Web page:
I set up a speaking engagement yesterday and the conversation around that booking has me up and deep in thought. The venue is a place where people who are battling cancer (personally or with a loved one) can hang out. Most people have a very high regard for Hospice so I was surprised to be informed that many of this particular crowd are NOT Hospice fans. They feel the message from Hospice is to “Give up and die” and they are fighting hard to beat their disease. We have probably all read miraculous stories of people who have overcome cancer, many by simply refusing to give in to the disease. True? True!
So here is what is formulating in my mind. Picture the ageless analogy of the glass of water – half-empty, half-full. The glass is half-empty. True. The glass if half-full. True. I would say that most people tend to see the glass in one way or the other. Usually people tend to see life in the same way- either pessimistically or optimistically. Do you follow me so far?
Here is the theory I have been working on over the years in my practice. Both “sides” are true. How can one be right and one be wrong? It’s more a matter of perspective. In order to be balanced in life, those who see the glass is half-empty, have to concede the glass is ALSO half-full. If I am Miss Susy Sunshine, I have to recognize that there are also hurts and disappointments in the world or else I will probably ignore the genuine pain of people around me, including my own. If I am Miss Negative Nelly, then I run the risk of being stuck and missing out on the solutions and blessings that are in front of me and others. We are probably all naturally bent to one side or the other, but we can choose to consciously be aware of the other side as well.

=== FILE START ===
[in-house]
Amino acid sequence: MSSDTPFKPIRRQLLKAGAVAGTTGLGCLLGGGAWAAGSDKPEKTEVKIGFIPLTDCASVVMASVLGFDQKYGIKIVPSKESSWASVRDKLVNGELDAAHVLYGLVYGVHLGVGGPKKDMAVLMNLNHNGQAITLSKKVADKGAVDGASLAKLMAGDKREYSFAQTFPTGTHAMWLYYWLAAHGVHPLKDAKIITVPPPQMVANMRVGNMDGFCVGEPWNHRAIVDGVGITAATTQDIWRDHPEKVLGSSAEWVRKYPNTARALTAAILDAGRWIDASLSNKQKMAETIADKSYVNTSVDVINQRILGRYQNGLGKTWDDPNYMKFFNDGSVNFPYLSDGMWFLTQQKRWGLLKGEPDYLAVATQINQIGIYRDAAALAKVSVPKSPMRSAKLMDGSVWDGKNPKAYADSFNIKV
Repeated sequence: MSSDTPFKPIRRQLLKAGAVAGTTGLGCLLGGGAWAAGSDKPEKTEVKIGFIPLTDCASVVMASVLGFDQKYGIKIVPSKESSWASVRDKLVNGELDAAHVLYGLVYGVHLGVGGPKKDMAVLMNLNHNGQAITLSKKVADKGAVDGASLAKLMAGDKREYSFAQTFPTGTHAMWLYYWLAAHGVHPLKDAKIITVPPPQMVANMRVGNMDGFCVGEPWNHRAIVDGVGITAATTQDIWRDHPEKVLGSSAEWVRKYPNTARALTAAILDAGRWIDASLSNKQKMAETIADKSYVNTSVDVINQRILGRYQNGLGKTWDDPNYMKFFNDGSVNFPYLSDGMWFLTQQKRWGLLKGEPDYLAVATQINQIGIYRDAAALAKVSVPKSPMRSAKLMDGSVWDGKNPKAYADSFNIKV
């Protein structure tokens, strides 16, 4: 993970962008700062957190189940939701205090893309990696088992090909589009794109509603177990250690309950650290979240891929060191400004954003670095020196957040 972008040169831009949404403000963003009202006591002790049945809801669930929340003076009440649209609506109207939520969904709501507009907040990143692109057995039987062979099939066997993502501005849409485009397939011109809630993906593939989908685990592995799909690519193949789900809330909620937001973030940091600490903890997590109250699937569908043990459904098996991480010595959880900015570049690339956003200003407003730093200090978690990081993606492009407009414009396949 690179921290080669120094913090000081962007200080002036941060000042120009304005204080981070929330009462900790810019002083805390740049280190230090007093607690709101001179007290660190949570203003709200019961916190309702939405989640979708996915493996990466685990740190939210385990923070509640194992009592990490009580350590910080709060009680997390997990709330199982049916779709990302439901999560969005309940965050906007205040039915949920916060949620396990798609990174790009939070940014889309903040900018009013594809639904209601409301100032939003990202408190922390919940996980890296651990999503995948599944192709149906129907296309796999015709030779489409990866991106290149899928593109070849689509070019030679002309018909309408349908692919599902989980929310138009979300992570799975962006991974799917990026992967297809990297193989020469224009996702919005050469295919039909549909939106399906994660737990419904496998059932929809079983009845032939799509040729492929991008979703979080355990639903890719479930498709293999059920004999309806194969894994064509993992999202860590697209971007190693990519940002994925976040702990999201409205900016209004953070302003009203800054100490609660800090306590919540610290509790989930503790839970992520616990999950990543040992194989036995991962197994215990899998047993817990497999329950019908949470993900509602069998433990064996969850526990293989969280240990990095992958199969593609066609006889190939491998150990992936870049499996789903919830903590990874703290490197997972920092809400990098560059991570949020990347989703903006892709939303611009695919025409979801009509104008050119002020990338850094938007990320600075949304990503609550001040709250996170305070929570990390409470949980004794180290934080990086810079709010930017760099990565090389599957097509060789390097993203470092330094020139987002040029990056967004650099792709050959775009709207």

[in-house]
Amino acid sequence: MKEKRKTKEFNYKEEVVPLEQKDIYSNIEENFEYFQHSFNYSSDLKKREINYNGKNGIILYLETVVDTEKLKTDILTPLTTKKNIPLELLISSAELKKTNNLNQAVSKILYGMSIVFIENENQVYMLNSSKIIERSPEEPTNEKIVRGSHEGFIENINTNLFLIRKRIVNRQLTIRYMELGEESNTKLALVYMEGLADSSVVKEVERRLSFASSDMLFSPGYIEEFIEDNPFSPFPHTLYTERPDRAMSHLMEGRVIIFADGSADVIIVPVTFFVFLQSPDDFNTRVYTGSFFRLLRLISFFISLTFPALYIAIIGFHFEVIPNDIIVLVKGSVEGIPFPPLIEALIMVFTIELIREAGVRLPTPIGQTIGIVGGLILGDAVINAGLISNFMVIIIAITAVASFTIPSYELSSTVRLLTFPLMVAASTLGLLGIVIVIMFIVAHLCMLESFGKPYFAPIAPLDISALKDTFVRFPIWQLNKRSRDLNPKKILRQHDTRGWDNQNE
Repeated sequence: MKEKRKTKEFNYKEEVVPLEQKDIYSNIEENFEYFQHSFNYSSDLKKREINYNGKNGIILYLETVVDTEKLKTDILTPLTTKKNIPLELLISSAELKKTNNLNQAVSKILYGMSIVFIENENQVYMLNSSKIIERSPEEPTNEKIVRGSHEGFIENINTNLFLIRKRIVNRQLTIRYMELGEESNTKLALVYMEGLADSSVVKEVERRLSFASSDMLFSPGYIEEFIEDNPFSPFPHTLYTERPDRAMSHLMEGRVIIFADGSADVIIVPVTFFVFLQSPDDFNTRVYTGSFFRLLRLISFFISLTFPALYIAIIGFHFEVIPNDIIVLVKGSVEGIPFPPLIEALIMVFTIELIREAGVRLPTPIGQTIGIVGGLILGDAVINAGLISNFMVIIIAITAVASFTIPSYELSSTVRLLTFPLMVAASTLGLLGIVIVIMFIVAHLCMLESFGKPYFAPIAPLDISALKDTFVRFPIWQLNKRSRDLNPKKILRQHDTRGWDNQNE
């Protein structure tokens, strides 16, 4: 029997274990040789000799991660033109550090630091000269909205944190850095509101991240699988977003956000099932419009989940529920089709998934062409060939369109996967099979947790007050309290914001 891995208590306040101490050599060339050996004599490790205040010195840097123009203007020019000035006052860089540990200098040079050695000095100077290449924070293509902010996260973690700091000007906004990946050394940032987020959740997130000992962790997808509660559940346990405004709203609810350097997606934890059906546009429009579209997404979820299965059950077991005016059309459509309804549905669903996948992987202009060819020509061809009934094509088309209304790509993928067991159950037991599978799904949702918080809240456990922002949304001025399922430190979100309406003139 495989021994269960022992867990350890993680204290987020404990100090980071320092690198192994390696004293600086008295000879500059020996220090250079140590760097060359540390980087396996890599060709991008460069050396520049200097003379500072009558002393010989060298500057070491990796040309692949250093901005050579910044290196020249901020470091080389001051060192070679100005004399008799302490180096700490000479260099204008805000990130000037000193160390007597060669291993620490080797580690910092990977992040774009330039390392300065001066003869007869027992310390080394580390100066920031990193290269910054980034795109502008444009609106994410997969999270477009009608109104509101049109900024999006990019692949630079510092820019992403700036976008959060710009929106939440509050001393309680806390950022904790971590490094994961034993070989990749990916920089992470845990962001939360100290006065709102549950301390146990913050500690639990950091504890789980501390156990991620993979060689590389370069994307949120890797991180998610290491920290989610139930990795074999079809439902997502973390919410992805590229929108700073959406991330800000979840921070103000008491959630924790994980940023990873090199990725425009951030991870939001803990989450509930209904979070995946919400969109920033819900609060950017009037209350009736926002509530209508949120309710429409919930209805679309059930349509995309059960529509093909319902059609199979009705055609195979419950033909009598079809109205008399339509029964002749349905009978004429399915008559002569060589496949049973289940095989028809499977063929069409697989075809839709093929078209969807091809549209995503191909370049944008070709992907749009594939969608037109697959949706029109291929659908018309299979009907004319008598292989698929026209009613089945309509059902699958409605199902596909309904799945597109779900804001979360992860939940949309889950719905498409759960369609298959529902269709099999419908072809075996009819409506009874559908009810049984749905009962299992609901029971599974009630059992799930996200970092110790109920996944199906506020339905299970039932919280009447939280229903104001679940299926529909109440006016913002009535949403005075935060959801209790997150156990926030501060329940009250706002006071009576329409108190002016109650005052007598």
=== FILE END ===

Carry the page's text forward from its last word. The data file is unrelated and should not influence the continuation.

Bitter and sweet. Another face of the glass of water.
But because of this experience with Tim, I feel like there is another chapter to this that tugs at me. Perhaps it is not new necessarily, but it is another way to articulate similar thoughts, adding another layer of sorts. For me, the great spiritual challenge is this- to hold both truths at the same time. It seems impossible and I don’t think in our culture we are encouraged to do so. But I want to keep trying. I want to keep changing my language from “BUT” to “AND”. Instead of saying “The glass is half-full, but it’s also half-empty”, I would rather say “The glass is half-full AND it’s also half-empty”. Perhaps it is too subtle of a difference to matter, but somehow I think it’s actually a monumental difference.
So I hope when I speak to that group next month, I will be able to be sensitive to their position, to their feelings. And maybe I will also be able to at least open them up to the idea that curative care and palliative care are not necessarily in such opposition to each other that there isn’t room for dialogue- that there is room to learn from each other. I’m not sure how successful I was, but I tried to talk about that several times in my book- that Tim and I were constantly trying to juggle fighting for his life with accepting possible prognosis with grace and dignity. We all will die someday. TRUE. AND… We all have much more power and direction than we ever give ourselves credit for. TRUE.
Thanks for bearing with me. This is a very different kind of blog for me. I usually write about my feelings and experiences and it generally flows more easily. The content here is still formulating for me so thanks for your patience… and I welcome your thoughts!